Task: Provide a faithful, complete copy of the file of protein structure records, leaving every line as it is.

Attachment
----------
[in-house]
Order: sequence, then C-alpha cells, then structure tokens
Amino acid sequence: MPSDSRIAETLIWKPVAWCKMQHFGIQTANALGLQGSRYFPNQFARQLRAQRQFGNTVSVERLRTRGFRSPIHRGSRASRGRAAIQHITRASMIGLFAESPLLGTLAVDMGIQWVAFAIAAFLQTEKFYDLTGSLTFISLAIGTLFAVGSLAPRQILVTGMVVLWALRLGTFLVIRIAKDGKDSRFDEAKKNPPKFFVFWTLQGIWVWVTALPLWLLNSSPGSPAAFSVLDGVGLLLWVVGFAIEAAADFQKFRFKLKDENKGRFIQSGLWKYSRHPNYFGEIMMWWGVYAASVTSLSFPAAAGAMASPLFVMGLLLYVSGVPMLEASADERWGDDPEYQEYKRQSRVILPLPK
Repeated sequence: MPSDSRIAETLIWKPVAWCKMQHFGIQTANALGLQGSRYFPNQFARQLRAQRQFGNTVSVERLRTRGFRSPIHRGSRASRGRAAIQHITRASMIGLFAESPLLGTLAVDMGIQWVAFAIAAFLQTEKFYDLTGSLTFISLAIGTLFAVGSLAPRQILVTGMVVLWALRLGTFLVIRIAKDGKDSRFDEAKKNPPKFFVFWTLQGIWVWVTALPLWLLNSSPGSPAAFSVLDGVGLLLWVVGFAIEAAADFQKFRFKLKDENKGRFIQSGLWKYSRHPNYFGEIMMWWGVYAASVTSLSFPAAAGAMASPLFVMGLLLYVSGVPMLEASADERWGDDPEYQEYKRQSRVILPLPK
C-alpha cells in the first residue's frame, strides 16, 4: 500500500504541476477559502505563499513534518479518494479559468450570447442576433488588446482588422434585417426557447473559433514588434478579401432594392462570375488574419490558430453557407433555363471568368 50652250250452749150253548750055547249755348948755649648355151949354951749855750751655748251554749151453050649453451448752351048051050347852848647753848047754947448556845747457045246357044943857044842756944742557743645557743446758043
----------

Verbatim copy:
[in-house]
Order: sequence, then C-alpha cells, then structure tokens
Amino acid sequence: MPSDSRIAETLIWKPVAWCKMQHFGIQTANALGLQGSRYFPNQFARQLRAQRQFGNTVSVERLRTRGFRSPIHRGSRASRGRAAIQHITRASMIGLFAESPLLGTLAVDMGIQWVAFAIAAFLQTEKFYDLTGSLTFISLAIGTLFAVGSLAPRQILVTGMVVLWALRLGTFLVIRIAKDGKDSRFDEAKKNPPKFFVFWTLQGIWVWVTALPLWLLNSSPGSPAAFSVLDGVGLLLWVVGFAIEAAADFQKFRFKLKDENKGRFIQSGLWKYSRHPNYFGEIMMWWGVYAASVTSLSFPAAAGAMASPLFVMGLLLYVSGVPMLEASADERWGDDPEYQEYKRQSRVILPLPK
Repeated sequence: MPSDSRIAETLIWKPVAWCKMQHFGIQTANALGLQGSRYFPNQFARQLRAQRQFGNTVSVERLRTRGFRSPIHRGSRASRGRAAIQHITRASMIGLFAESPLLGTLAVDMGIQWVAFAIAAFLQTEKFYDLTGSLTFISLAIGTLFAVGSLAPRQILVTGMVVLWALRLGTFLVIRIAKDGKDSRFDEAKKNPPKFFVFWTLQGIWVWVTALPLWLLNSSPGSPAAFSVLDGVGLLLWVVGFAIEAAADFQKFRFKLKDENKGRFIQSGLWKYSRHPNYFGEIMMWWGVYAASVTSLSFPAAAGAMASPLFVMGLLLYVSGVPMLEASADERWGDDPEYQEYKRQSRVILPLPK
C-alpha cells in the first residue's frame, strides 16, 4: 500500500504541476477559502505563499513534518479518494479559468450570447442576433488588446482588422434585417426557447473559433514588434478579401432594392462570375488574419490558430453557407433555363471568368 50652250250452749150253548750055547249755348948755649648355151949354951749855750751655748251554749151453050649453451448752351048051050347852848647753848047754947448556845747457045246357044943857044842756944742557743645557743446758043